This humble office classic comes from a Proto-German word that means “pillar.” What’s even more interesting is that root word transformed in other ancient languages to mean: a candle, a tub, a tooth stem, a foot-rest, a beam, and an execution block. Yikes! Let’s put the staple gun down and talk this out, okay?

4. Boss

The origins of this term are a bit murky, but it’s possible it came from an old Dutch word that means “uncle.” Oh, how times have changed.

5. Manage

This familiar term comes from a Proto-Indo-European root that means “hand.” The French language shaped this word to refer specifically to handling horses before it settled into the word we know and love, today. Carrots, anyone?

6. Business

A term we all respect today had its roots in an Old English word which meant “anxiety.” As in, I’ve really gotta do something with my hands right now to stay busy. In fact, this word didn’t relate to work at all until the latter part of the fourteenth century. Now you know why work makes you so anxious. 😉

7. Salary

Now, this word surprised me. As a Spanish speaker, the root word was so obvious once I saw the entry in the Online Etymology Dictionary (which is a fabulous resource, by the way). Yeah, but salt. Salary comes from a Proto-Indo-European word for salt. Tasty.

8. Negotiate

This term comes from a Proto-Indo-European word that means “lack of leisure.” Got to keep that hustle up, right?

9. Plan

Here is another word whose origin became more obvious when I saw it. This term comes from a Proto-Indo-European root that means “flat; to spread.” Like a mathematical plane. Duh.

10. File

Finally, this term paints a vivid image of what record-keeping must have been like in the ancient world. The word originally meant “a string or wire upon which documents are strung,” and that’s why we sometimes hear people say things are kept on file. The ancients must have hung up their paperwork like laundry on a clothesline. Oh, to be a fly on the wall.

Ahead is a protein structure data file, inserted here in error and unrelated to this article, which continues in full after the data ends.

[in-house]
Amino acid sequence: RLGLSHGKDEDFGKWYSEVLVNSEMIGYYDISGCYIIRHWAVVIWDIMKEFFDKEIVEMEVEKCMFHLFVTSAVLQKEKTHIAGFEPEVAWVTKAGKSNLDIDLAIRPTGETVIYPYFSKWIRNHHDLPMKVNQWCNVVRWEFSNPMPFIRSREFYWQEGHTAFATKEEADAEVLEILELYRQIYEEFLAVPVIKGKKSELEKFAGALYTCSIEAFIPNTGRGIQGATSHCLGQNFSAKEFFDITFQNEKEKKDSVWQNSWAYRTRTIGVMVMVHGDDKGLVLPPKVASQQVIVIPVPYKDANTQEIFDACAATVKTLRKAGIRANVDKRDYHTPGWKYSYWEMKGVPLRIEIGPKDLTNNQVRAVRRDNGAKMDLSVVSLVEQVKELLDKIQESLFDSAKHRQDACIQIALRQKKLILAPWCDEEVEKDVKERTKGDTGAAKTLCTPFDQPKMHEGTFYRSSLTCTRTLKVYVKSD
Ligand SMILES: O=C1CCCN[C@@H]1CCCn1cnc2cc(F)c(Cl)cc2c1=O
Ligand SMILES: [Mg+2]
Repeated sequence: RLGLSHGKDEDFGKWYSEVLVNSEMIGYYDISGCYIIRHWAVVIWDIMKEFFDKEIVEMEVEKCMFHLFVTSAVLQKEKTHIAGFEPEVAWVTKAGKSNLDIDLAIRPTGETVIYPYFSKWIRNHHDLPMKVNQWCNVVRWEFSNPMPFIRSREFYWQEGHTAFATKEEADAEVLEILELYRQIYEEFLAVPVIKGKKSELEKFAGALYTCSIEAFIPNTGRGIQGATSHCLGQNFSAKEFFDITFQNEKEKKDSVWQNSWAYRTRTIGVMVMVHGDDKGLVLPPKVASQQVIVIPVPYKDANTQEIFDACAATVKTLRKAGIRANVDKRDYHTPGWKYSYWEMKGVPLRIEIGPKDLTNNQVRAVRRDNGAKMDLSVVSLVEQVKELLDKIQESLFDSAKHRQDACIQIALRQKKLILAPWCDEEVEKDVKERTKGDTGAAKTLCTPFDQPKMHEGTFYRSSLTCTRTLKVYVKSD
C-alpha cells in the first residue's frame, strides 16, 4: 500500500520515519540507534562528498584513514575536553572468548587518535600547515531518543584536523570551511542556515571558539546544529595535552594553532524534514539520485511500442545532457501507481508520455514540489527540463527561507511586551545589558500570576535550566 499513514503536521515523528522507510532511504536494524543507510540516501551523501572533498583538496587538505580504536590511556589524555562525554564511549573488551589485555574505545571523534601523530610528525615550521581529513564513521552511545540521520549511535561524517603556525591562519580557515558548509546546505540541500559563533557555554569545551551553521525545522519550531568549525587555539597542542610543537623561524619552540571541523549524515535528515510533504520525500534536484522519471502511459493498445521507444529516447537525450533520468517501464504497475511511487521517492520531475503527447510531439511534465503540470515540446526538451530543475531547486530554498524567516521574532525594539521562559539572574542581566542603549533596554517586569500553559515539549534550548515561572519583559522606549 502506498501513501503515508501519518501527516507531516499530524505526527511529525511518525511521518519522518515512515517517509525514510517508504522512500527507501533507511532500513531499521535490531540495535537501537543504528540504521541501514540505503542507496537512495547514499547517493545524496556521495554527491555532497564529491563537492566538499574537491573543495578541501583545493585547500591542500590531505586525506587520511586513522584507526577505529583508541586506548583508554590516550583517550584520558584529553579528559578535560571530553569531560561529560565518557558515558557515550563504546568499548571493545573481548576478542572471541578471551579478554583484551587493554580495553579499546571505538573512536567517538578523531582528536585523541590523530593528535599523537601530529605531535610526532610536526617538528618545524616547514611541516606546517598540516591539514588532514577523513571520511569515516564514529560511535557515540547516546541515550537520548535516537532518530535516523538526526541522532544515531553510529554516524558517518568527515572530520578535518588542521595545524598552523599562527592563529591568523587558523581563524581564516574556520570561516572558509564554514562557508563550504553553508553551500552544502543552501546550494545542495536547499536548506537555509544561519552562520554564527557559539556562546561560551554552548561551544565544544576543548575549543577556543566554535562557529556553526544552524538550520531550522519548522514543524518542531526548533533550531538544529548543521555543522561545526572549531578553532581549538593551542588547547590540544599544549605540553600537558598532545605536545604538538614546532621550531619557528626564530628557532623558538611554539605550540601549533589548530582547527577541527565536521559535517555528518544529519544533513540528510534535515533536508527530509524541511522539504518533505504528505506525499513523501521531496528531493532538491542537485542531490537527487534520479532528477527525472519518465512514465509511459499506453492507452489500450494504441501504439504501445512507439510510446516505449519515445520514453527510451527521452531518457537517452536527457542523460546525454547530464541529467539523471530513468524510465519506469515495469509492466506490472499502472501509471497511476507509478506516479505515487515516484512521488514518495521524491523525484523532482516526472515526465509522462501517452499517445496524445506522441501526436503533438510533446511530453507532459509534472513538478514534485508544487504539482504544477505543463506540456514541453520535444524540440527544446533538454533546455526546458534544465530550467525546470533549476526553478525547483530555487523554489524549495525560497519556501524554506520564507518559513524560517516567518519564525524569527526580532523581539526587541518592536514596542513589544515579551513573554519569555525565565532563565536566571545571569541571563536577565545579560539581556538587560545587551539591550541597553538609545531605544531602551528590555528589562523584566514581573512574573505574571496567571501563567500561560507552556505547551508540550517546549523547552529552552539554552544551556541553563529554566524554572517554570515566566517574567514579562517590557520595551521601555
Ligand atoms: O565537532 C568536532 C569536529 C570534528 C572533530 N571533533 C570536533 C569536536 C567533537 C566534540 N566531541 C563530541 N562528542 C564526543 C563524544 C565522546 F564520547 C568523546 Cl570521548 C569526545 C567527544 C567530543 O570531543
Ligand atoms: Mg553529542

PS: Don’t forget to share this post with your friends!

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One Character’s Lucky Break

One Character's Lucky Break

Well, that was lucky.

One Character's Lucky Break

Photo by Michał Parzuchowski on Unsplash

This post contains affiliate links. That means I earn a commission from clicks or purchases made through these links at no cost to you. See my Disclosure Page for more information.

Okay, I have a confession. I don’t know how to play poker. And I’ve only played the lottery once. Even then, I only did it to give back to the student scholarship it funded. So, gambling isn’t really in my wheelhouse.

But this character could play poker in her sleep. And win.

She is one lucky ducky. Or is she?

 

One Character's Lucky Break

Ella Hote is a graduate student on the verge of earning her master’s degree in quantum physics. And her final project, a quantum computer, is nearly complete when the story opens. But she unwittingly stumbles upon more than she was bargaining for. After a series of lucky coincidences and terrible accidents, Ella realizes that some things don’t add up.

Does luck really exist? And if so, will anybody believe her?